- AA Recovery and the Nicotine Dilemma

AA Recovery and the Nicotine Dilemma




Discussions related to 12 Step Recovery and Treatment

AA Recovery and the Nicotine Dilemma

Postby ElectronicDan » Tue Feb 13, 2007 2:27 am

Hello, I'm Dan and I'm an addict and an alcoholic.

I've been in the program sober for 66 days now. I'm still working on the foundation steps of one, two and three.

I am very certain I have done Step 1 for my alcoholism and drug addiction.

But a concern/worry/problem I'm having is my cigarette smoking. I've been smoking maybe half a pack a day on average for the last 7 years. Since I've been in the program and sober, though, it seems my smoking has picked up a bit to a pack a day.

What bugs me is I don't know if I should attempt to quit smoking or not! I've tried and tried again, on my own, to quit and I can't do it. I get my stretches of smoke-free living but I always go back to the smoke. But can I honestly say my life has become unmanageable because of my smoking?

It's so accepted and so intertwined with society and with my way of life and the only way I believe it has interfered with my life is constant "smoke breaks" at work, at home (while typing this), at school, etc. I get "you shouldn't smoke," daily from someone that cares for me, and that makes me feel guilty -- but I need to quit for myself. Quitting for another doesn't work and just mucks things up further. I've been down that road far too many times.

What's going to make me quit for myself? Utter hopelessness that this has become unmanageable-- that I am powerless over nicotine in any form. Right now, I feel the only way I could come to grips with that would have to be something immediately life threatening to me... It's an addiction! Seeing friends and relatives dying of the same exact thing I'm doing hasn't stopped me yet! I can potentially see cancer coming down the road for me if I keep this up, but that's down the road! "I've got time!" my addiction says.

With alcohol and drugs, my time was up! It was life or death. Death was at my door and God gave me a second chance, and I'm convinced of that. I was open to any solution because the doctors told me suicide wasn't an option and I had none left up my sleeves that were going to work.

I have a sponsor and I utilize his guidance. He has worked the steps many-a-times and although he's been 27 years sober from alcohol, he's still a smoker, and is battling cancer. Seeing what he's found in the program--peace of mind--has amazed me and I knew right away when I heard his story that I wanted him as a sponsor.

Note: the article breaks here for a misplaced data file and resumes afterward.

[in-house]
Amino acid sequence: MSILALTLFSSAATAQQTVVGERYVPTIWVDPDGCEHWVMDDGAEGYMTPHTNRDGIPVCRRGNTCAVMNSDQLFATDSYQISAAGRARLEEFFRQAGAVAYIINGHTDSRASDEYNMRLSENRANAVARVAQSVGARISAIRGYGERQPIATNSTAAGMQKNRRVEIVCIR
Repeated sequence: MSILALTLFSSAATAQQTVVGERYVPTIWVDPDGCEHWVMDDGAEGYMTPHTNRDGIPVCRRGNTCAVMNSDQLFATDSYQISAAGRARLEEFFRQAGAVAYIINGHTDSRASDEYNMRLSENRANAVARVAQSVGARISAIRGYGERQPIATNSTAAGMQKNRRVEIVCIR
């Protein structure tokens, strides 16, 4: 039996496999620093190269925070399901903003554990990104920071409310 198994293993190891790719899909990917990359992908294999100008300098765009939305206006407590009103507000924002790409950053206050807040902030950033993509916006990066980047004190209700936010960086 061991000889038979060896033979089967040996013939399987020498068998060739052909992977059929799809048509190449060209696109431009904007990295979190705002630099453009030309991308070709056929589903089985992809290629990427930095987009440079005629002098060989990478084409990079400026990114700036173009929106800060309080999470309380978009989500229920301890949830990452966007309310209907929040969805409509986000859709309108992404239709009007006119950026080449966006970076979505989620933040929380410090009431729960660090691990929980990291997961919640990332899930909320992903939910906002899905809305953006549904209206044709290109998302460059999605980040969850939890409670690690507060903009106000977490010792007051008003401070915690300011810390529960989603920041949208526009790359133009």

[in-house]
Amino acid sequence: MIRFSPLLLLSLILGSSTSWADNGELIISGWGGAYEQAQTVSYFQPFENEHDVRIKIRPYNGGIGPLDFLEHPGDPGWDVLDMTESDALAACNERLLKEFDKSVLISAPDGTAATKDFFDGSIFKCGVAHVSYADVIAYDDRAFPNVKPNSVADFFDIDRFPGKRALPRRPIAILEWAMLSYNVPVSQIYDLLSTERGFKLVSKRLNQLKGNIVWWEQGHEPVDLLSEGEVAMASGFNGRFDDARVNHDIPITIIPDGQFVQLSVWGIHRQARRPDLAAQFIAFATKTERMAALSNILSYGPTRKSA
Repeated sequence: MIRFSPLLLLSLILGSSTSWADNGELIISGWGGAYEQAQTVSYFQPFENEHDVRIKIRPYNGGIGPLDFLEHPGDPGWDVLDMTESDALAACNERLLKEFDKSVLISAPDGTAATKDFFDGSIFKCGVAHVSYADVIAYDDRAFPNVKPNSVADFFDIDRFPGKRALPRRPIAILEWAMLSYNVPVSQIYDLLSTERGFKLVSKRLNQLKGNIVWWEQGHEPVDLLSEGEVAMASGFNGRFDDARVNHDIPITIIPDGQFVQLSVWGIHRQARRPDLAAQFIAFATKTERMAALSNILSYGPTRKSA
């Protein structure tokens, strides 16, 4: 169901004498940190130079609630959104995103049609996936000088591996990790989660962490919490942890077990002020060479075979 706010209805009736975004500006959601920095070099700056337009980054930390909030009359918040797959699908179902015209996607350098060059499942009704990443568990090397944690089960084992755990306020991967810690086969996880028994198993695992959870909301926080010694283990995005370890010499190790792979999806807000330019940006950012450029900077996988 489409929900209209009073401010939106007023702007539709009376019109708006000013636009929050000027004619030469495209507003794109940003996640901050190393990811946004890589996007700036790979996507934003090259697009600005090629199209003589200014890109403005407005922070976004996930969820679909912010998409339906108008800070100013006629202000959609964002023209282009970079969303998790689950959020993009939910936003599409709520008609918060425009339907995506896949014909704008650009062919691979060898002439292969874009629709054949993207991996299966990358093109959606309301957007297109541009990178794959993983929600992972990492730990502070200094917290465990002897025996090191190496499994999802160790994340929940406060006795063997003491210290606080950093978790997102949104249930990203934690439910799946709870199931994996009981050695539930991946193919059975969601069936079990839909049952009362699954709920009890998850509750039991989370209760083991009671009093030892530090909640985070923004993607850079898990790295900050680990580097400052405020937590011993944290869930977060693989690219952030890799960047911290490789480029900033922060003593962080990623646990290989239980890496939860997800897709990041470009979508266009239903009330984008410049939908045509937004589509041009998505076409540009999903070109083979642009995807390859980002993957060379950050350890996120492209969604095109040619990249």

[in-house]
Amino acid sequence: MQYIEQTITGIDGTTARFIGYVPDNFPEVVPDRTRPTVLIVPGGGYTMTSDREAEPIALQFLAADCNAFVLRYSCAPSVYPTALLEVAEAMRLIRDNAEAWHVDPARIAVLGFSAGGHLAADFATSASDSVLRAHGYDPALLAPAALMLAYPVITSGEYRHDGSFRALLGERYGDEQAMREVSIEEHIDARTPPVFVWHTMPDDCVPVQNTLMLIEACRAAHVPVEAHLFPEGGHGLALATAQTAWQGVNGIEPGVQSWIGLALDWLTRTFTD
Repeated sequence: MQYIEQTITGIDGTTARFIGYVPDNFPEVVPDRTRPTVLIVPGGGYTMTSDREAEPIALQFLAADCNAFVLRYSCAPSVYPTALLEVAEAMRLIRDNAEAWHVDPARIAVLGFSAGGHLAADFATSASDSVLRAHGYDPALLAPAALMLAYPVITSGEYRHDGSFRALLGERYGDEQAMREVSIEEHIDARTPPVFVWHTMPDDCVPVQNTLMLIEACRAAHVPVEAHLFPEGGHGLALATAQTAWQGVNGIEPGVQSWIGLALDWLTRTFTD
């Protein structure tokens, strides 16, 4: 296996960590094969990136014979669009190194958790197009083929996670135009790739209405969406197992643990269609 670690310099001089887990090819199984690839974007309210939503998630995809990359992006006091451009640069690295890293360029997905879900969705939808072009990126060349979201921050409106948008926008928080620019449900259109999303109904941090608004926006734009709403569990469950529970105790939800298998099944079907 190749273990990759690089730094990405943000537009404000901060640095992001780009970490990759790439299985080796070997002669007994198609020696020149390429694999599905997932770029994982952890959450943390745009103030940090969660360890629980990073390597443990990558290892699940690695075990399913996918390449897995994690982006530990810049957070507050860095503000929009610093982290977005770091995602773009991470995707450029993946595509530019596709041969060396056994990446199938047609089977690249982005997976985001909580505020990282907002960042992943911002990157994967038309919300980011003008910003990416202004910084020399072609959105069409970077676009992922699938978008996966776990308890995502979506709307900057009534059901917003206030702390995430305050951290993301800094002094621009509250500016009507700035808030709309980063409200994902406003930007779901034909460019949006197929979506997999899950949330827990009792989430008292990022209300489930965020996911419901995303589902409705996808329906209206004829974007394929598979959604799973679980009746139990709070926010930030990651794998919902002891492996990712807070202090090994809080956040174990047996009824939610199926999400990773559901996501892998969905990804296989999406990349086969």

I see him and I say to myself "Wow, what's stopping him from quitting smoking?" or "What's got him so at ease with the idea that he's a smoker? Where did he get that acceptance?"

What's the secret I'm missing here? Should I accept, at least for right now, that I'm a smoker? Maybe my indecision and plight with my smoking habit may be part of my fourth step...? Or perhaps it's my third step...? hmm...

I'm working on a solution to a problem that's baffled me for years, and one part of me says why not the smokes too? Another part of me says, I'm too young in sobriety to be thinking about such a leap...

Another part of me says, what do other people in the program have to say about their smoking habits, both those that smoke now and those that have since quit...

If you still smoke, what keeps you smoking although you've maintained your sobriety to your other addictions?

If you quit since you've been in the program, what was the deciding factor for you, what did it for you?



Thanks for your support and I'm grateful to have you guys.

~Dan
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Postby anniemac » Tue Feb 13, 2007 9:02 pm

Hi Dan, and welcome to both AA and Step12.com. Congrats to you on 66 days clean and sober.

I can only share my own experience on this matter; I don't know what's best for you (geez, I rarely know what's best for ME!).

When I first got sober, my smoking increased a lot. I was suddenly chain smoking. I was concerned about it, and knew I wanted to quit at some point, but didn't feel ready to tackle that biggie while still gaining my balance in sobriety. Too much pressure at once was not good for this newbie. A guy at a meeting said that although smoking may kill me some day, if I picked up a drink or a drug it could kill me today...and to keep my focus on staying clean and sober. That sounded reasonable to me, so I set a quit date some time after my 1 year anniversary.

Ends up, I quit sooner than that. Found out I had the beginnings of emphysema, and the medical advise to quit, coupled with the meds I was given to aid the cessation, allowed me to quit for good (so far).